Interest from the Lottery Commission on lottery prizes
Winners are not entitled to payment of interest on the prize won in the New Zealand lotteries. However, the lotteries commission may be required to pay interest if it questions the entitlement of the prize and holds back the payment of the lottery prize without any reasonable grounds. The lottery commission is also exempt from the payment of any taxes.
Treatment of unclaimed prizes
The lotteries commission will play the winners their prizes from the money saved in the lottery prize pool. Winners are required to claim these lotteries within specified time periods – All the lottery prizes that have not been claimed within 12 months of the date of the final sale of lottery tickets are considered to the unclaimed prizes. If the lottery prizes or instant games prizes are not claimed and there is no entitlement to the money within this 12 month period, the unclaimed amount will be retained as part of the lottery prize fund account by the lotteries commission. This prize pool will be used for the distribution of lottery prizes for the future lotteries. The countdown for the 12-month expiration begins on the last day of the sale of the lottery tickets for a particular game or the date in which the lotteries commission makes provisions to cancel the unsold tickets, whichever is later. In case of any additional prizes being distributed by the lottery, the 12-month expiration countdown begins on the date in which the additional prizes have been determined and winners are announced.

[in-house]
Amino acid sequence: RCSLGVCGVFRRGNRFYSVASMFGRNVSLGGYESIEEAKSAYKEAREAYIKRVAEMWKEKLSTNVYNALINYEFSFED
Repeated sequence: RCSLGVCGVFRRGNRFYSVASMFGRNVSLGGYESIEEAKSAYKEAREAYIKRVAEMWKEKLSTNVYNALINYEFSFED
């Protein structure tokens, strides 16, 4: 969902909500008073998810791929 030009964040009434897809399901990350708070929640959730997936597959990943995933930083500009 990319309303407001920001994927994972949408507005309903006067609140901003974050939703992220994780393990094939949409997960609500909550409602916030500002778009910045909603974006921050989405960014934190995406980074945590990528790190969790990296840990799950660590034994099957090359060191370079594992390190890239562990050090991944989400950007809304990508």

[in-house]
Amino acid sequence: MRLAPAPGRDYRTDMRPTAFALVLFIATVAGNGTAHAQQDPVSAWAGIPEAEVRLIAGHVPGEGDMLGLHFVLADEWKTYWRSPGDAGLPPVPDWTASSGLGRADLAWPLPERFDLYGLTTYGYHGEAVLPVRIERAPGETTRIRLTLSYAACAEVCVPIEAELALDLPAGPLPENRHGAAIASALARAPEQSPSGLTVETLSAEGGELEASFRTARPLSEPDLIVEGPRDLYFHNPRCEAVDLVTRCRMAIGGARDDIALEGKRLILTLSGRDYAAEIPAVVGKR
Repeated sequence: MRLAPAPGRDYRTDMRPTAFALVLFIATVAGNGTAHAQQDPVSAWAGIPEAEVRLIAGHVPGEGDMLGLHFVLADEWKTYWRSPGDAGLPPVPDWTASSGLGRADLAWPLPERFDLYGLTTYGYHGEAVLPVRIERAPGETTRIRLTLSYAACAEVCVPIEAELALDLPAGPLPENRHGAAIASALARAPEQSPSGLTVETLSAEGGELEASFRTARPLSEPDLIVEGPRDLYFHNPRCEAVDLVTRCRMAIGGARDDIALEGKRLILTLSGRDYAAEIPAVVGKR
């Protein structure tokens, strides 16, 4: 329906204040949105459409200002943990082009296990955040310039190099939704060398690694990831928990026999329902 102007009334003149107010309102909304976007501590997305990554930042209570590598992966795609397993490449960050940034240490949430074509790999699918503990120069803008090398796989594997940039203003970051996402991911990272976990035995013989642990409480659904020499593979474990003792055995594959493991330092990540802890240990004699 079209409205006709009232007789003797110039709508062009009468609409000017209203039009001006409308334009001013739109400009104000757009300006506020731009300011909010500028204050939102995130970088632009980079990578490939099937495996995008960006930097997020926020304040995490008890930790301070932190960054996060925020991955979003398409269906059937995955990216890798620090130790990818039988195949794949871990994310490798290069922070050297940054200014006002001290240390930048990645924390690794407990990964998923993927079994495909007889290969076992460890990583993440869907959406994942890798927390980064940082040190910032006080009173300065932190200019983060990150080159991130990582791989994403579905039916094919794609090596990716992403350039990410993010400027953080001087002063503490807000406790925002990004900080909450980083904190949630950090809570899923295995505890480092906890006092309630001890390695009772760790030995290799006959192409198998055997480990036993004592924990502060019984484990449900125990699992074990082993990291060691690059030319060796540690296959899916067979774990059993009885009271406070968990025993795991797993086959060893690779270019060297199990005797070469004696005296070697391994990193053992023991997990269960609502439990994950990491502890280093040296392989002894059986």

In the scenario where specific lotteries are not able to save money on the lottery prize pool account or the lotteries commission does not have any directions on how the unclaimed prizes must be treated by the specific lottery agent, the secretary will write to the lottery agent asking the money to be transferred to a bank account as the secretary sees fit. This unclaimed money is then treated as undistributed profits from the proceeds of the lottery games.
New Zealand lottery law does not require winners to pay taxes on the lottery prizes. However, international players should note that they may have to pay lottery taxes according to their country’s lottery laws. Winners should also note that, although; there is no tax to be paid of the winning ‘lump sum’, they will have to pay interest on the ‘money earned’ once it is in their bank account. The prize money will be treated as taxable income.
Although late to jump on the lottery train, the New Zealand lotteries have gained great popularity since the establishment. The clear and specific details of the positive contributions of the lotteries towards the public, state and charitable causes of New Zealand makes it an interesting and a ‘must participate’ lottery game both nationally and internationally.